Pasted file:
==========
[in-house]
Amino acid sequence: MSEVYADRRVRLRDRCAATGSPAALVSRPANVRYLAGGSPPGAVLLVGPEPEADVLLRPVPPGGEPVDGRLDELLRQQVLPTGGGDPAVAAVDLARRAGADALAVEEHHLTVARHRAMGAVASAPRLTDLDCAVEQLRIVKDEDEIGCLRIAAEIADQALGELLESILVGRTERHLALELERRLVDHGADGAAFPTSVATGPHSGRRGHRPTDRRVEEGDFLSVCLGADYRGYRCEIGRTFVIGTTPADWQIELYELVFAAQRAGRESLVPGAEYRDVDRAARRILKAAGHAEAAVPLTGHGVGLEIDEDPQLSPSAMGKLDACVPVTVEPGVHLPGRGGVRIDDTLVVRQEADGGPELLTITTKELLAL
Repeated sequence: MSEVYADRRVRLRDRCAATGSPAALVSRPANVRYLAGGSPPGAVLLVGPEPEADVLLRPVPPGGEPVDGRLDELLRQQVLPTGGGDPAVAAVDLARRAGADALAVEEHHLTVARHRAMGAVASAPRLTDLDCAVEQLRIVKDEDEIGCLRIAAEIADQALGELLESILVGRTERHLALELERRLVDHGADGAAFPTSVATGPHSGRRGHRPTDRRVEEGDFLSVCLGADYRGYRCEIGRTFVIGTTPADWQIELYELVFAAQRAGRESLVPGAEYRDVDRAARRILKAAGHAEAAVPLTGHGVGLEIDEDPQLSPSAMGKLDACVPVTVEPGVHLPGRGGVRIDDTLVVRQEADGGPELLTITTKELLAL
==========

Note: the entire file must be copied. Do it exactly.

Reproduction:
[in-house]
Amino acid sequence: MSEVYADRRVRLRDRCAATGSPAALVSRPANVRYLAGGSPPGAVLLVGPEPEADVLLRPVPPGGEPVDGRLDELLRQQVLPTGGGDPAVAAVDLARRAGADALAVEEHHLTVARHRAMGAVASAPRLTDLDCAVEQLRIVKDEDEIGCLRIAAEIADQALGELLESILVGRTERHLALELERRLVDHGADGAAFPTSVATGPHSGRRGHRPTDRRVEEGDFLSVCLGADYRGYRCEIGRTFVIGTTPADWQIELYELVFAAQRAGRESLVPGAEYRDVDRAARRILKAAGHAEAAVPLTGHGVGLEIDEDPQLSPSAMGKLDACVPVTVEPGVHLPGRGGVRIDDTLVVRQEADGGPELLTITTKELLAL
Repeated sequence: MSEVYADRRVRLRDRCAATGSPAALVSRPANVRYLAGGSPPGAVLLVGPEPEADVLLRPVPPGGEPVDGRLDELLRQQVLPTGGGDPAVAAVDLARRAGADALAVEEHHLTVARHRAMGAVASAPRLTDLDCAVEQLRIVKDEDEIGCLRIAAEIADQALGELLESILVGRTERHLALELERRLVDHGADGAAFPTSVATGPHSGRRGHRPTDRRVEEGDFLSVCLGADYRGYRCEIGRTFVIGTTPADWQIELYELVFAAQRAGRESLVPGAEYRDVDRAARRILKAAGHAEAAVPLTGHGVGLEIDEDPQLSPSAMGKLDACVPVTVEPGVHLPGRGGVRIDDTLVVRQEADGGPELLTITTKELLAL